How I Landed a Marketing Agency Job With No Experience

 


Around July of 2018, just after finishing my first year of university — I decided I wanted to spend the Summer of 2019 working in a marketing agency.

I was so confident that I would land one, that I quit my reliable summer job, telling them I wouldn’t be returning. That left me with a year to find a gig.

At the time, I was 19 years old and had no marketing experience. I knew almost nothing about marketing beyond what they taught me in school. All I knew was that it entailed working with brands to do something creative, and the prospect of getting involved with that excited me.

Fast forward a year and I was working an 8-week summer job as a paid content writer in a web-dev and digital marketing agency — alongside marketers and web developers with years of experience.

Here’s how I did it.


I Picked a Specialism

“Marketing” is an unbelievably broad term — and you can’t really specialize in something so broad.

The term includes things like:

  • Creative imagery, like branding and visual design.
  • Coding, like web-development (turning visual designs into practical applications with reliable UX).
  • Analytic work, such as analyzing data (li Google Analytics) to help inform future marketing decisions.
  • Content writing and social media management.

Taking things further, each of these topics is incredibly broad and branches into multiple sub-branches.

Nobody wants to be the jack of all trades and master of none. The high wages, bonuses, and opportunities rely on you being the best in your field. It was clear to me, that to stand any chance of becoming a successful marketer, I needed to pick a specialism.

This came down to who I was as a person. I considered myself incredibly analytical, with a sprinkle of a creative nature — and I wanted a job that accommodated that fact.

I read a handful of marketing blogs, to see if any particular field caught my interest. At first glance, SEO was something that really caught my eye. It requires both analytic and creative faculties — as a means to employ the best tactics, assesses data against competitors, and think up unique search terms.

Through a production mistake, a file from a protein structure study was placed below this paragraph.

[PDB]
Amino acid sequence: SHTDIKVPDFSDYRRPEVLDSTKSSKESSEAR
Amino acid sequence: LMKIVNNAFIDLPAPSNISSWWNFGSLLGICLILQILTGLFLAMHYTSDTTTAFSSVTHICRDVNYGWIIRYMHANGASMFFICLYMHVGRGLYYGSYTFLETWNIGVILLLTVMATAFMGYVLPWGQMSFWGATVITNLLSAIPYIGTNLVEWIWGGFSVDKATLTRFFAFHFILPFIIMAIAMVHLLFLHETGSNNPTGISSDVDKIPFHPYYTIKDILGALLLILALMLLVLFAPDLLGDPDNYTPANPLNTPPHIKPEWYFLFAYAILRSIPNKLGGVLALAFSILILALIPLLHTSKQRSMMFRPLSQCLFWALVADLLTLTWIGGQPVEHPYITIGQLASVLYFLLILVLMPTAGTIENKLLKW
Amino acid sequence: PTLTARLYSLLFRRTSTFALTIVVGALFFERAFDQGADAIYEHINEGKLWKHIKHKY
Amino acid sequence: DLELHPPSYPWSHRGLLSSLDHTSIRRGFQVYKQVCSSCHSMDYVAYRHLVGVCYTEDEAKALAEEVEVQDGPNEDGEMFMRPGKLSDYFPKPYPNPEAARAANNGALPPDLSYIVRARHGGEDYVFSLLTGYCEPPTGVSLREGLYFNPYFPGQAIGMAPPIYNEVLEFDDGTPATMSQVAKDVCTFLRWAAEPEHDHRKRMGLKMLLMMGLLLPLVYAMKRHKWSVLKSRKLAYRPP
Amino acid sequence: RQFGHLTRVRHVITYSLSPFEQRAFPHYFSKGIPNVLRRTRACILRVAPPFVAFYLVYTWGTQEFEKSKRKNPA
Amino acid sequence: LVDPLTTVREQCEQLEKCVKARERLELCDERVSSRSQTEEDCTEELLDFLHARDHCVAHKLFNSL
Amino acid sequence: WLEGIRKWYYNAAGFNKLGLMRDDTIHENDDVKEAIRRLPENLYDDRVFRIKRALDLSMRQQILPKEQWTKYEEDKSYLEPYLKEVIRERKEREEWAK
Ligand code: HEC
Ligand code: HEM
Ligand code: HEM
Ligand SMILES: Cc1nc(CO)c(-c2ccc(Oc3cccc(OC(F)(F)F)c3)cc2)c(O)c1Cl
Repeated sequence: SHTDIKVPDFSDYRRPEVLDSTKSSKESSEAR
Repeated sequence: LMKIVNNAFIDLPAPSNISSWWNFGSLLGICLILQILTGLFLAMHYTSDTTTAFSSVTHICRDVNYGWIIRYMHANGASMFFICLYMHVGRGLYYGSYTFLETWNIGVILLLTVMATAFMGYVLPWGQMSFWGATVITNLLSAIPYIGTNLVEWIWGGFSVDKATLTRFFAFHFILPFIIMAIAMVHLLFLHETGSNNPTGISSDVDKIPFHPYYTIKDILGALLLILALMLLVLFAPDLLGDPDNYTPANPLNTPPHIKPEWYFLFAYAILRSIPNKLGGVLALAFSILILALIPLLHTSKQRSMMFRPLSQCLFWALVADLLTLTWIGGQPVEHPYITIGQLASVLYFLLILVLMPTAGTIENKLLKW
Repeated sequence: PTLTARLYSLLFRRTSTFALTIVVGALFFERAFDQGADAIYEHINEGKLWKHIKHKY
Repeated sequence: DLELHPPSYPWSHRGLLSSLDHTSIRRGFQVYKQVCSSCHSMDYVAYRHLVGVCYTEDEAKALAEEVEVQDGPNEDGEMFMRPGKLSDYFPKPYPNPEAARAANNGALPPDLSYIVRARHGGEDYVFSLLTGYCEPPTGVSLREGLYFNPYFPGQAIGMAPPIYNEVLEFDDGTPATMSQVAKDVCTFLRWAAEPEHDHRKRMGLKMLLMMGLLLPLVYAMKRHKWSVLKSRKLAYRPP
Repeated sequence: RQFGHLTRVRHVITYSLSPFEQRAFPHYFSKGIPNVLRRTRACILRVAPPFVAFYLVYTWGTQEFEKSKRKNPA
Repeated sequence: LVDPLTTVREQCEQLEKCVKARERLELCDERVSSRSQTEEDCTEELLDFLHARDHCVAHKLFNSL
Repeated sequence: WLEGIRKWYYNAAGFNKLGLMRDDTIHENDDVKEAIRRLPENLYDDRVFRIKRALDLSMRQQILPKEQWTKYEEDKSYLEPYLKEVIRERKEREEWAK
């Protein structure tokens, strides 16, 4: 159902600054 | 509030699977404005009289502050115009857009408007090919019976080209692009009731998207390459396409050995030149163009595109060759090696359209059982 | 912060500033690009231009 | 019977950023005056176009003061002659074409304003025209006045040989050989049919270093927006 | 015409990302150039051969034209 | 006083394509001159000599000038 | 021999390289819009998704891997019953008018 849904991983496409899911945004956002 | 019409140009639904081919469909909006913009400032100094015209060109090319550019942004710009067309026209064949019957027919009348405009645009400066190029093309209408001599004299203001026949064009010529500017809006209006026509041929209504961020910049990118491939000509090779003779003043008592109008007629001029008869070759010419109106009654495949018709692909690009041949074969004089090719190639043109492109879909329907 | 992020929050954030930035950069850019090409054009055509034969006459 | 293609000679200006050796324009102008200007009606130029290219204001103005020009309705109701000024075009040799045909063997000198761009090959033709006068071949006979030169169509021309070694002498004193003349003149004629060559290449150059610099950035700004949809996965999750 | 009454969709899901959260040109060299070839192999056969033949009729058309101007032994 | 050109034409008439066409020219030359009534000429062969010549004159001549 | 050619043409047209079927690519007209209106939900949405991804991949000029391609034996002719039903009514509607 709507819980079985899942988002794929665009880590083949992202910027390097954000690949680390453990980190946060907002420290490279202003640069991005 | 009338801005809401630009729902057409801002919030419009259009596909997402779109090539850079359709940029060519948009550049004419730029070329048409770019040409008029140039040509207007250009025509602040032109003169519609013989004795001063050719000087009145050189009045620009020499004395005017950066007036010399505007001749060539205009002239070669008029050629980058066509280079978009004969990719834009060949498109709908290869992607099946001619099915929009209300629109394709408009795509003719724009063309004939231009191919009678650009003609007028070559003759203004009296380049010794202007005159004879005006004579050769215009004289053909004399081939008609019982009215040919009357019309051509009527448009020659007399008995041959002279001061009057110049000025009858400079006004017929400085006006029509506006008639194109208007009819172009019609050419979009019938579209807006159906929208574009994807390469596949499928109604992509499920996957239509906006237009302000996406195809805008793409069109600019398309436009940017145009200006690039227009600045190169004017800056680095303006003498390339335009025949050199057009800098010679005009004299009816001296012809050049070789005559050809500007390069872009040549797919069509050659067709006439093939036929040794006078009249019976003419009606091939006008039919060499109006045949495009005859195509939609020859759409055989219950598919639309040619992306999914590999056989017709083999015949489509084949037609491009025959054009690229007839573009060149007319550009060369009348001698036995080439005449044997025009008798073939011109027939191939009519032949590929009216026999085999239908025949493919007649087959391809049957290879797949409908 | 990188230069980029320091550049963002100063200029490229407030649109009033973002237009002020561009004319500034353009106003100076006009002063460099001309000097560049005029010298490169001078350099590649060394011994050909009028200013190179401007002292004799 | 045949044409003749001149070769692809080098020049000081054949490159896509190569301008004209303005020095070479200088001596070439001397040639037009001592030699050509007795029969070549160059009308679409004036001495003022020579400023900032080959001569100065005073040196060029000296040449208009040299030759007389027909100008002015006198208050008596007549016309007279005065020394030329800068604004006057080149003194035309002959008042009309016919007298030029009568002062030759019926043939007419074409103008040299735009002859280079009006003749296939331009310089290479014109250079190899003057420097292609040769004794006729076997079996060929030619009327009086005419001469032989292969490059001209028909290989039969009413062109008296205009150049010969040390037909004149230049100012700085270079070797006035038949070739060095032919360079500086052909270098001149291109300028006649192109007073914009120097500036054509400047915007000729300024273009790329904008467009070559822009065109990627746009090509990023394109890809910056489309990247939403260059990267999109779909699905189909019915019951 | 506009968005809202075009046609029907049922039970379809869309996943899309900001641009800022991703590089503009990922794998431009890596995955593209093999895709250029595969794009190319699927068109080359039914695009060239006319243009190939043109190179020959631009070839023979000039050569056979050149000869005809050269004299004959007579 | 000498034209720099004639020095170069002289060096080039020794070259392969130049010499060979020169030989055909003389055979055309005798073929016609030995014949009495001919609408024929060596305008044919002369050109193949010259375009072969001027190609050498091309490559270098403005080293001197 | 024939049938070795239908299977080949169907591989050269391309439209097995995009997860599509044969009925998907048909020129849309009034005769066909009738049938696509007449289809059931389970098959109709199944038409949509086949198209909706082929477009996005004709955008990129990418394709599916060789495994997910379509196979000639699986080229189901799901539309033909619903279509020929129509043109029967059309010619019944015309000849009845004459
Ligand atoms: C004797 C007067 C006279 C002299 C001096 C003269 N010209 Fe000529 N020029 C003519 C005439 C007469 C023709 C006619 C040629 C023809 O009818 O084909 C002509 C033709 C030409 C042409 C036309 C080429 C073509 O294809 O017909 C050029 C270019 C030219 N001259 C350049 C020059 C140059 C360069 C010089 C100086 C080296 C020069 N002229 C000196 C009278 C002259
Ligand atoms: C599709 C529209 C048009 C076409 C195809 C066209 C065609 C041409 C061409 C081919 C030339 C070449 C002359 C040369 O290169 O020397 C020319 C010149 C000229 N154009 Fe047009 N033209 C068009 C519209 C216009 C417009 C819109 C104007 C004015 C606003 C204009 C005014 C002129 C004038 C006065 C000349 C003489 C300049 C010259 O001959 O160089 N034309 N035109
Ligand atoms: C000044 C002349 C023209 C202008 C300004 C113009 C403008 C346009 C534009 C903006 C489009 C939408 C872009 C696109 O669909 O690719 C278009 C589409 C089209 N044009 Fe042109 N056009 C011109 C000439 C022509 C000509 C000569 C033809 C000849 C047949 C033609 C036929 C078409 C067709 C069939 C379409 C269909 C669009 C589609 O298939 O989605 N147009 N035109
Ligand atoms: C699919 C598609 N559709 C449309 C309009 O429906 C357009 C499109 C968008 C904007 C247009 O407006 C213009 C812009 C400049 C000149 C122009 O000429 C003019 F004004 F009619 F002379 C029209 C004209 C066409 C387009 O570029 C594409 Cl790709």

It’s for that reason, I decided to focus my attention on that field.

I Used Free Recourses to Learn the Basics

Even after reading free blogs, I knew very little about SEO and needed some guidance and direction.

Luckily for me, there were hundreds of free SEO recourses at my disposal. To name a few I utilized —

  • Google offers free online qualifications for beginners. Google Analytics and the Fundamentals of Digital Marketing, for example, proved invaluable when learning the basics. They sit nicely on my CV, too.
  • Digital marketing agencies in my local city were offering free courses and seminars, where I could get advice and listen to the techniques of esteemed marketers free of charge. All I had to do was get in touch and sign up.
  • My local city was home to a host of multiple free digital marketing meet-ups — where like-minded people got together and talked about their specialism. It allowed me to network and listen to industry experts over a free Pint and slice of Pizza. (Notable Nottingham based marketing meet-ups include: Accessibility NottinghamDrink Digital and Women in Tech).

Utilizing these recourses allowed me to not only learn the basics for free but also enabled me to network and form relationships with some of the marketers I admired.

And having these people on side proved invaluable. Since meeting them, they have given me insider advice on applying to agencies, and continuously supported all the work I do online.

Plus they’re great people to chat and form a relationship with.

“Marketers need to build digital relationships and reputation before closing a sale.” –Chris Brogan


I Honed My Craft

Marketing agencies tend to have their own methods, techniques, and ways of doing things. In the SEO world, for example, they tend to avoid spam-like “black-hat” tactics.

Because of this, a lot of agencies are willing to train you if you’re straight out of education, to make sure your ethos and mentality align with theirs.

For that reason, a lot of places I was applying for weren’t looking for someone who knew it all in the marketing world. They just wanted someone who clearly had a passion and interest in digital marketing. Someone they could train and mold into an industry expert.

There’s one thing knowing the basic theory, but to prove I meant business I really needed to go out and get some practical experience in the industry before I applied.

As someone just starting out as a content creator, the best way for me to hone my craft was to do work for free — to get practice in the online world, to find my style, and learn how to apply the skills I had read about.

In doing so, I took on a handful of projects, including:

  • Contacting local businesses, and offering to design, and make SEO friendly content for their websites (all for free, or a small fee).